Food giant Heinz Wattie's is looking to cut more than 40 jobs in Hawke's Bay as part of an international push for efficiency and savings, but says it expects all redundancies to be voluntary.
Just two months after the company, which is part of global food company Kraft Heinz, received permission to buy the food and instant coffee business of fellow food company Cerebos Gregg's, it confirmed to Hawke's Bay Today that it had identified potential staff redundancies.
A statement from Heinz Wattie's confirmed the company was looking to implement a number of "productivity changes" at its King St and Tomoana processing sites.
"As result, a number of positions have been identified as potentially redundant.
"The company is communicating openly with employees and their union representatives about this, and is calling for expressions of interest for voluntary redundancies.
"As it is still in the consultative phase, the exact number of redundancies is not confirmed. However, based upon the response so far, it is likely the productivity improvements will be achieved without any forced redundancies.
"The company will treat employees with the utmost respect during this process and every effort will be made to support affected employees and their families.
"With the support of its parent company Kraft Heinz, Heinz Wattie's continues to invest significantly in its Hawke's Bay activities from growing to processing."
In November 2017, Heinz Wattie's applied to the commission and competition authorities in Australia and Singapore to acquire Cerebos Gregg's as part of an international transaction.
At the time the E tū union said it would take a wait-and-see approach to the move.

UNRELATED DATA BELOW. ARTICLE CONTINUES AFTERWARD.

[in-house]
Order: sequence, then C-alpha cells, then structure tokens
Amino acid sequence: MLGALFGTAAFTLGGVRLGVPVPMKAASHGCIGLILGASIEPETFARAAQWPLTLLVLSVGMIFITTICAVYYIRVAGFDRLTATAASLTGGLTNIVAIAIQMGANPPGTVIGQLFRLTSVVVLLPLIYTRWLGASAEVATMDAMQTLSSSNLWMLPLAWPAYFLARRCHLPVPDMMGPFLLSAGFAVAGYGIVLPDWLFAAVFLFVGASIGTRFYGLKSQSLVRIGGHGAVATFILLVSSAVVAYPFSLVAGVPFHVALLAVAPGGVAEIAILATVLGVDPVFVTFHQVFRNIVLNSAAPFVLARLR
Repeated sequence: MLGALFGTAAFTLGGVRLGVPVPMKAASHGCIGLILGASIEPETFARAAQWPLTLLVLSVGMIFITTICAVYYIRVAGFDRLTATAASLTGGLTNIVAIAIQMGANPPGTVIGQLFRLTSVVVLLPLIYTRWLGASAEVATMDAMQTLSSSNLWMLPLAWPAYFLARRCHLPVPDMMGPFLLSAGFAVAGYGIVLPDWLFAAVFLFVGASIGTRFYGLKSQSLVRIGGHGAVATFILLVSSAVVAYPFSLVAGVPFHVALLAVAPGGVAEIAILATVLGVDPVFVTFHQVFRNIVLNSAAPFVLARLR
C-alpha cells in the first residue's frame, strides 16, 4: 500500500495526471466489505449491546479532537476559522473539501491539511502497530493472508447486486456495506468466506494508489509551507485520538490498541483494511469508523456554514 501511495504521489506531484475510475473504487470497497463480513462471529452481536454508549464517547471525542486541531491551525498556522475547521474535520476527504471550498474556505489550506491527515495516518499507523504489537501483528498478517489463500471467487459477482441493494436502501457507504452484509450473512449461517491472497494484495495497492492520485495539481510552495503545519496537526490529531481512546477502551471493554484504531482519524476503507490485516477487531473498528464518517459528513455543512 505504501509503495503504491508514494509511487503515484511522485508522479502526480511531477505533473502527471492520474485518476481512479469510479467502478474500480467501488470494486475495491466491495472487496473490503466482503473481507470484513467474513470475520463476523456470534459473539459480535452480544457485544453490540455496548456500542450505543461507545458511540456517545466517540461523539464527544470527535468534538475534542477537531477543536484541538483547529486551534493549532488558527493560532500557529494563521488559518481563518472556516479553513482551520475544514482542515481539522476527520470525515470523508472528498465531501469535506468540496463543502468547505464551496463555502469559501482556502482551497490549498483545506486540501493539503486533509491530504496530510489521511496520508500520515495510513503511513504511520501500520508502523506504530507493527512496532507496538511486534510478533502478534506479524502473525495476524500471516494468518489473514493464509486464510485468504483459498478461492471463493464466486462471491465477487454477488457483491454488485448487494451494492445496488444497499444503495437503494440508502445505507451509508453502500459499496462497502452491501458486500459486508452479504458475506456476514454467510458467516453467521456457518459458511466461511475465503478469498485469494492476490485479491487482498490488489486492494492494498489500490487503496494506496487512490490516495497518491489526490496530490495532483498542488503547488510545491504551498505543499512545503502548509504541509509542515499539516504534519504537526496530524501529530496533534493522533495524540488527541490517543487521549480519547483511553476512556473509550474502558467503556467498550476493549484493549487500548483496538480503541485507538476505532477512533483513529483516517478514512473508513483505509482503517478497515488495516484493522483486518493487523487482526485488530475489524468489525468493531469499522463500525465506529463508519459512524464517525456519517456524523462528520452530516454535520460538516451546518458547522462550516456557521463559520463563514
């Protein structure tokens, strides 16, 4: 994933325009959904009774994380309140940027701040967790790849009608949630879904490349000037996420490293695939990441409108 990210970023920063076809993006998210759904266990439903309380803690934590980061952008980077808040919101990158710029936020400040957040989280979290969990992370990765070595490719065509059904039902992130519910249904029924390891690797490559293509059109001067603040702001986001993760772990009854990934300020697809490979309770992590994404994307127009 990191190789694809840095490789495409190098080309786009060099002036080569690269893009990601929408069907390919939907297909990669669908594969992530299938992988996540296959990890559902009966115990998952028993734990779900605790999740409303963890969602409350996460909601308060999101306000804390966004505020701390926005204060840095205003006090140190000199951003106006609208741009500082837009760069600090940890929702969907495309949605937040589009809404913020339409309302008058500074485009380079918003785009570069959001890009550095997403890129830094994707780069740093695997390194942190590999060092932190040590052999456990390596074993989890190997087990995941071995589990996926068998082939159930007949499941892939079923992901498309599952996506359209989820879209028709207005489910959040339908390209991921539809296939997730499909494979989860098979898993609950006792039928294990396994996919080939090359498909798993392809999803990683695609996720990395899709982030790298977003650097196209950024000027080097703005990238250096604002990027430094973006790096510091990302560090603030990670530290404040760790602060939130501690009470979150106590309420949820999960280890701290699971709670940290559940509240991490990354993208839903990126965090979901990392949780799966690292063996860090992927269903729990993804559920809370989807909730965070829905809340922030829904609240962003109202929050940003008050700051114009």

"That's because we are always nervous whenever Kraft Heinz buys any company, given its track record here and overseas," E tū union food sector industry co-ordinator Phil Knight said.
Knight said the union was in touch with members and was now aware of two proposals, one at King St and one at Tomoana St to reduce staff.
It was proposed to reduce staff levels by 40 at the King St premises, and another unknown number at the Tomoana site.
"We've basically entered into a consultation process. The main point for us is to actually get some information out of the company about what it is that's driving the proposal. Once we have that we can work with our members to determine a response.
"We know what's going on within the rest of the Kraft Heinz corporation, there's an international project - Project Phoenix - which is about finding efficiencies and reducing costs.
"We have been told that this is something that is in New Zealand now. Knowing what's happened overseas we're going into this with an open mind, and we hope the company is too."
In March, New Zealand's Commerce Commission granted clearance for Heinz Wattie's, which is ultimately owned by its NASDAQ-listed parent company Kraft Heinz, to acquire the food and instant coffee business of Cerebos Gregg's.
The Commerce Commission's decision is subject to a divestment undertaking from Heinz Wattie's.
The divestment will include licences for the Gregg's brand for the New Zealand supply of red sauce (tomato sauce and ketchup), barbecue sauce and steak sauce, and the F. Whitlock & Sons brand for the supply of Worcestershire sauce in New Zealand.
In making its decision, the commission primarily considered competition issues in the national markets for the manufacture, importation and wholesale supply of a number of table sauces to supermarkets and the food service industry.
"We believe the merger of the number one and two wholesale suppliers to supermarkets of red sauce, barbecue sauce, steak sauce and Worcestershire sauce would be likely to result in a substantial lessening of competition in each of these markets," commission chairman Dr Mark Berry said.
"However, we consider the divestment offered by Heinz Wattie's is sufficient to remedy the competitive harm the merger would cause and we have given clearance to the merger subject to the divestment undertaking."
The Wattie's operation in Hastings was the first to be established by James Wattie in 1934.
There are now two manufacturing facilities in the area.
The King St site is the original home of Wattie's operations and now employs more than 500 permanent staff and up to 800 seasonal workers.